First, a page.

Buying a book of business

Three Things to Keep in Mind When Buying a Book of Business

Whether you are just starting your career, or you’re a seasoned professional looking to expand your business, acquiring a book of business can be an efficient way to grow your list of clients. A book of business is an ever-evolving asset and its value lies in the goodwill of the clients and customers rather than tangible assets like commercial real estate or equipment. Consider these best practices when buying a book of business to verify that the book will be a strategic fit and a wise investment.

1.) Conduct Due Diligence

In order to determine if the book being sold is a good fit for your business, take your time and conduct plenty of research to confirm that your service model will align with the seller’s current model. Unearth how the seller runs the business and what the client expectations are. An example would be if you’re acquiring an investment advisory clientele who are accustomed to quarterly reviews, but you run reviews on a yearly basis, make sure that you can meet the demands of those customers. Set parameters for your search, including the ideal type of client and target price you are willing to pay.

During the due diligence phase, it’s critical to dig deep into every aspect of the business to ensure that the customer retention rate is high. It could be beneficial to schedule meetings with several significant clients to gain insight on their expectations and goals, and also whether they’ll remain a client after the transaction has occurred. They are in no way obligated to transfer their business with the buyer. Make sure you have a clear understanding as to why the owner is selling the book ­— are they retiring? Changing careers? Ask the right questions to confirm that you aren’t inheriting unsatisfied customers.

Acquiring a book of business

Further, inform your acquisition by assessing the overall health of the business. Review tax returns and financials, analyze cash flow and identify the general organization of client data. The due diligence process should encompass a comprehensive evaluation of every facet of the book of business.

2.) Pay a Fair Price

After you’ve completed due diligence and decided to move forward with acquiring a book of business, an appraiser will help you determine a fair purchase price. Your lending team at Live Oak has years of expertise in financing these transactions and we’ll support your efforts to settle on the right price for the right acquisition. Every book of business is different, and a variety of factors play into the market value of the book, including revenues, client demographics and tenure. After taking all aspects of the deal into consideration, the seller and buyer settle on a purchase price.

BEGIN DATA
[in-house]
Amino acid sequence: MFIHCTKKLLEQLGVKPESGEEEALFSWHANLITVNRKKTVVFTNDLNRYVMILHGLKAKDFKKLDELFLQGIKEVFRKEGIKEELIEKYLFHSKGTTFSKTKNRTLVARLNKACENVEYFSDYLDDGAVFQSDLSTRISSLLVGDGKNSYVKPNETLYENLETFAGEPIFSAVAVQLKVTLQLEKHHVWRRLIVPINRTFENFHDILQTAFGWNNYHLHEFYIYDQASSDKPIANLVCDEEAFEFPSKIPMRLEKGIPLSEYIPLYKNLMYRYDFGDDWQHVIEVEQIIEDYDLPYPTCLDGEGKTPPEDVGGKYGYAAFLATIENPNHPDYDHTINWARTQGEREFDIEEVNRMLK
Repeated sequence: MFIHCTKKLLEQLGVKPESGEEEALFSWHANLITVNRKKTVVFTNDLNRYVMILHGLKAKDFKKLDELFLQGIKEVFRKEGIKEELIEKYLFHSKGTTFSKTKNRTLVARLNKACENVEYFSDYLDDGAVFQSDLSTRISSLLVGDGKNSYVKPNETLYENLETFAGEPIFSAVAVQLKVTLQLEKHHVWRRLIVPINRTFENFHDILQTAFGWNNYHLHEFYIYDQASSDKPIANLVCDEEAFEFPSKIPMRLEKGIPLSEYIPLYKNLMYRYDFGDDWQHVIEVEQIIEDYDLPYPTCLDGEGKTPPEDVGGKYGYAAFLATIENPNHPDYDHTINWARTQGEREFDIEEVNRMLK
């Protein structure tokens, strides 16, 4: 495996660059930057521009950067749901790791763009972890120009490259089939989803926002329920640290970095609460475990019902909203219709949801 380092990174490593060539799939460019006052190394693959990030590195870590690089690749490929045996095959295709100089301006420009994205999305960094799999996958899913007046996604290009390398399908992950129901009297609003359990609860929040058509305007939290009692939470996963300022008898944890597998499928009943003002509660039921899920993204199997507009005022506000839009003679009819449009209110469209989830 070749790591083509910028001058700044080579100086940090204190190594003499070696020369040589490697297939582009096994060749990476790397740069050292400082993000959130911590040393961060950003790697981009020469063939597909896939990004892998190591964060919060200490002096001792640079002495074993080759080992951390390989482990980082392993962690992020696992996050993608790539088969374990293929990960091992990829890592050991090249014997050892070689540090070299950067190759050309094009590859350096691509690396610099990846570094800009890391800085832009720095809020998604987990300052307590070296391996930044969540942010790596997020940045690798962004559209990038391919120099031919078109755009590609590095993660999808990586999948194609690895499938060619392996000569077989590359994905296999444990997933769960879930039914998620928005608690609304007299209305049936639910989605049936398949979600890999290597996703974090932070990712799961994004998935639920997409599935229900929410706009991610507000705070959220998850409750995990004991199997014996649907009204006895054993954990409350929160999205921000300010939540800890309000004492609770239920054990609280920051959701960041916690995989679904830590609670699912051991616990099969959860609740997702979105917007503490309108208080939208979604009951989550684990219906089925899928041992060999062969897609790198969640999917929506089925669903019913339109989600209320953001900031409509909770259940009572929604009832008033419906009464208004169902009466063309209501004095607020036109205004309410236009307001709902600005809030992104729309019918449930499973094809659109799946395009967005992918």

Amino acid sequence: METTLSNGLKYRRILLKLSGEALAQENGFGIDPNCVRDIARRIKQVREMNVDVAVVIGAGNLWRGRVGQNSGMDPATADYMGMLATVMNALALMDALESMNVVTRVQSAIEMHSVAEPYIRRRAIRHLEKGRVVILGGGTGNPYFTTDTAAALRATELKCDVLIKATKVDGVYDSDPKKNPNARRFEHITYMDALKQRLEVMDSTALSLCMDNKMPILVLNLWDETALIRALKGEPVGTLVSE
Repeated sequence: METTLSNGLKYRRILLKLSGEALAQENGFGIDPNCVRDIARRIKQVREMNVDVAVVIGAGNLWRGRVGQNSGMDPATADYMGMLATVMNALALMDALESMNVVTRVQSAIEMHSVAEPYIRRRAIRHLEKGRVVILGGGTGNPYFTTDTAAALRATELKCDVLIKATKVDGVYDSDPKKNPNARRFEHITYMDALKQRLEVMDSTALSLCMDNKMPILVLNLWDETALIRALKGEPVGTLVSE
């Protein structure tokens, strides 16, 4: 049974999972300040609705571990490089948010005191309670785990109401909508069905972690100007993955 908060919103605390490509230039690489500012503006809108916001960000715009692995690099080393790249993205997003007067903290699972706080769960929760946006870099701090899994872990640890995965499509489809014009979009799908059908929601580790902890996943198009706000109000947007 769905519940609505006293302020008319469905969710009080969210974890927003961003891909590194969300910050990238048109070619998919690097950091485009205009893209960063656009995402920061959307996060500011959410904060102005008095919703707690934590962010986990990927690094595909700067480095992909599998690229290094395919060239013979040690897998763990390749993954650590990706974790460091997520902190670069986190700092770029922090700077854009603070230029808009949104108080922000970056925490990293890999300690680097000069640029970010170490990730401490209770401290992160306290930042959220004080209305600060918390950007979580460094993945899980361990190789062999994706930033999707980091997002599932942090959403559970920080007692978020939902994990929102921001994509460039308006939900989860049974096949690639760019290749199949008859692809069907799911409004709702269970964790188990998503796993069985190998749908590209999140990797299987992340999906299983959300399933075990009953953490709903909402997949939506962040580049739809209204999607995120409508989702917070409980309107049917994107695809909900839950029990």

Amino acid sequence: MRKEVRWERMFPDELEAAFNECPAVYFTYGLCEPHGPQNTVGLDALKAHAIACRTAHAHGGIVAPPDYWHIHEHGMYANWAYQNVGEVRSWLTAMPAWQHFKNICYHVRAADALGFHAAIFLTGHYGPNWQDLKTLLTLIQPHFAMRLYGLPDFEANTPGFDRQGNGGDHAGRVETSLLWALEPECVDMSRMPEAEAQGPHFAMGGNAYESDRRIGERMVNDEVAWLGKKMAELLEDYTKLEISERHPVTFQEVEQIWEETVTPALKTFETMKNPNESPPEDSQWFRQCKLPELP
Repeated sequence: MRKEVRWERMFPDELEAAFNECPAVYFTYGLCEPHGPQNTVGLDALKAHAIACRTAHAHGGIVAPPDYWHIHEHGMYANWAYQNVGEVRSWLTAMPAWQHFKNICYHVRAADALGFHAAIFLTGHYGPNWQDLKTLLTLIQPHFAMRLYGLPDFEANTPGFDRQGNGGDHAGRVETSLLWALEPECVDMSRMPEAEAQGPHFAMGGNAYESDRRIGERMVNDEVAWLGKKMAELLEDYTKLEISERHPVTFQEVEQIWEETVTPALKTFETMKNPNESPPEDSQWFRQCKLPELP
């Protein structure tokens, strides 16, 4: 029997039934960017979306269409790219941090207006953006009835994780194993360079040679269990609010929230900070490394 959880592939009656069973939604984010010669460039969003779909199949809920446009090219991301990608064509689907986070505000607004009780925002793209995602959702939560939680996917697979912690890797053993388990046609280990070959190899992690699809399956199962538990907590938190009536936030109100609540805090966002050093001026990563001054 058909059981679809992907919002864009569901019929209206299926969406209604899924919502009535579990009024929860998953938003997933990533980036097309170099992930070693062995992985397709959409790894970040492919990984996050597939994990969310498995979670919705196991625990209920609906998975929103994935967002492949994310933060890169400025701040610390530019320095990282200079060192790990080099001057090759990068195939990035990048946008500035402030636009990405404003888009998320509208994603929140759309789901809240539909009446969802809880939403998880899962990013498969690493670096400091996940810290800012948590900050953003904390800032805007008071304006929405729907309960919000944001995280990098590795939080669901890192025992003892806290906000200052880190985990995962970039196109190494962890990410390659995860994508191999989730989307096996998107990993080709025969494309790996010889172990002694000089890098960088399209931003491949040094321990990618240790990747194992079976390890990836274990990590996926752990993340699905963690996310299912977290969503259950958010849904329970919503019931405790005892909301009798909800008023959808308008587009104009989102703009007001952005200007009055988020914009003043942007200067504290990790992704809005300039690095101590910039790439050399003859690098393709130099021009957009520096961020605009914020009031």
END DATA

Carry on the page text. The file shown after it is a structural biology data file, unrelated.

3.) Build a Transition Plan

Prior to closing on the book of business, it is strongly advised to have a plan in place for transitioning the clientele. Establish a mutually agreed-upon timeline for the seller to support the transition and complete all responsibilities to their customers. The first six to nine months are crucial in executing a smooth changeover strategy in order to retain clients. Remember, these clients can choose to leave and take their businesses elsewhere, so you must establish trust and nurture these new relationships for long-term success.

Onboard your newly acquired clients by hosting meetings with the seller so that you can set expectations, address any concerns and create consistent communication with your new customers. If you take the time to document your goals and priorities, along with a timeline for the transition, you’ll have a global outlook of how best to incorporate the new business into your existing service model.

Live Oak Bank specializes in acquisition financing and our team of lending experts will help you navigate the complexities of buying a book of business. If you’d like to speak to a member of our team about an opportunity, please fill out the form below. For more information about the acquisition process and timeline, download our “Guide to Buying a Business.”